Sales people for pharma giant Bristol-Myers Squibb (bmy) have been told to no longer entertain doctors in China or pay them to speak at medical conferences, in another sign of the pharma industry's fear of being drawn into allegations of corruption.
Those directive are a few of the changes the drugmaker has implemented after it paid $14 million to settle bribery allegations in the country, according to The Financial Times.
The company in October agreed to settle charges by the Securities and Exchange Commission that its majority-owned joint venture in China had tried to increase prescriptions of its drugs by giving healthcare providers there cash, jewellery, meals, travel, entertainment, and sponsorships for conferences and meetings, along with other gifts. The SEC claimed that BMS had garnered more than $11 million in profits from those violations of the Foreign Corrupt Practices Act.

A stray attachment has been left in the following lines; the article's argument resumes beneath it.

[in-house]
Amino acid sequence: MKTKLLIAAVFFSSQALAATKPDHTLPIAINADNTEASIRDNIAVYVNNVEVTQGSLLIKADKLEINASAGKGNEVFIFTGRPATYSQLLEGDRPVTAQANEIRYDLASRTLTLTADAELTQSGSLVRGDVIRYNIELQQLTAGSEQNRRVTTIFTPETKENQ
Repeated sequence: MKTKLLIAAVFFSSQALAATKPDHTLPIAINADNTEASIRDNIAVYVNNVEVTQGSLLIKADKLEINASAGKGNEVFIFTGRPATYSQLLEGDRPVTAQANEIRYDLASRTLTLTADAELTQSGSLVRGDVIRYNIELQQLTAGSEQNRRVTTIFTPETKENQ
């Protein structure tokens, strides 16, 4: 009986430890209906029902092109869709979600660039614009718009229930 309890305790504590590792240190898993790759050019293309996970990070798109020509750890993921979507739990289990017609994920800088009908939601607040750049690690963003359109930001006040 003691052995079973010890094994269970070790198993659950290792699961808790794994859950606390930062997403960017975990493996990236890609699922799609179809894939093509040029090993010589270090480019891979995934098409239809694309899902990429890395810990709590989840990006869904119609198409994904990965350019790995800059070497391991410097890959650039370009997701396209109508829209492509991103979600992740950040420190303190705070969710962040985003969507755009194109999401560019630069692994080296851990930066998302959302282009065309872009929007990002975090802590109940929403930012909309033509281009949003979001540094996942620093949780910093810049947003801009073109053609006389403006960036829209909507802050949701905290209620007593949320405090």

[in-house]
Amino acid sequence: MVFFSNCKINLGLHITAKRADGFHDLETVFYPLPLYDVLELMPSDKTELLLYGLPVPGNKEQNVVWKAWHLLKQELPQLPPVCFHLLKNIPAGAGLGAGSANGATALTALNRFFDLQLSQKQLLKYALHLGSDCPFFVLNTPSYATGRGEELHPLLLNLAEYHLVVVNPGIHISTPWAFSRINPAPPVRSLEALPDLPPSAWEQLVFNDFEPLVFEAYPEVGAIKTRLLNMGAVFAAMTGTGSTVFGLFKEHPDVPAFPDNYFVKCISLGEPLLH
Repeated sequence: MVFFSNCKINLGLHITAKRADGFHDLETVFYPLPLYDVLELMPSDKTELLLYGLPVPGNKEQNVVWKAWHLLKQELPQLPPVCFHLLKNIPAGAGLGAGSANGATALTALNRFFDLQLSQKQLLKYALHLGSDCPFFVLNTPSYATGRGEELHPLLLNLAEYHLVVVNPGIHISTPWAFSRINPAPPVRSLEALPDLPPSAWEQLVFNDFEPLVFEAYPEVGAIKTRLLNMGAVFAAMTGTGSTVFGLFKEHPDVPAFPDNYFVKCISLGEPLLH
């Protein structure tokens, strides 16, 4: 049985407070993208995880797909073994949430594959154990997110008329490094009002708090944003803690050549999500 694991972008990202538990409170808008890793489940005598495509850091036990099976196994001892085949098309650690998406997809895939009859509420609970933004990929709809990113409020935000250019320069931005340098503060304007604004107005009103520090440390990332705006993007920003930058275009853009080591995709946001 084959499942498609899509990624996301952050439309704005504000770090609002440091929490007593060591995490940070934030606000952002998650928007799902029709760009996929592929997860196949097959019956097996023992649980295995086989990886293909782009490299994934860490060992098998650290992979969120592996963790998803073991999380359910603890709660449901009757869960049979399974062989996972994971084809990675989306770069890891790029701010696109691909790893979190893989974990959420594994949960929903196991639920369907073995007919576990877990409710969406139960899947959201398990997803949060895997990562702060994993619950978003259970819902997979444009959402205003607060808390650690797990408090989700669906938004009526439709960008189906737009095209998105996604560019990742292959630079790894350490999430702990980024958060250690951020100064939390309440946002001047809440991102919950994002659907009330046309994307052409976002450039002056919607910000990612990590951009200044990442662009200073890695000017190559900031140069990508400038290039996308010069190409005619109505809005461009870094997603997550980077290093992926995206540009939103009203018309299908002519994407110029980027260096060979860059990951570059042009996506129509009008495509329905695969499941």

The FT said "industry figures" had cited reports in China that BMS had ordered the tactical shift among its sales staff. When asked to respond to the reports, the company told the FT that it had stopped "certain initiatives in China as the company continues to review its activities and build upon its business model in China." BMS did not immediately return Fortune's request for comment.
Drugmakers in China have been under intense scrutiny since local prosecutors disclosed GlaxoSmithKline Plc's (gsk) "massive is systemic" bribery scheme in 2013, which ultimately resulted in a record criminal file of 461 million pounds, now equivalent to some $656 million.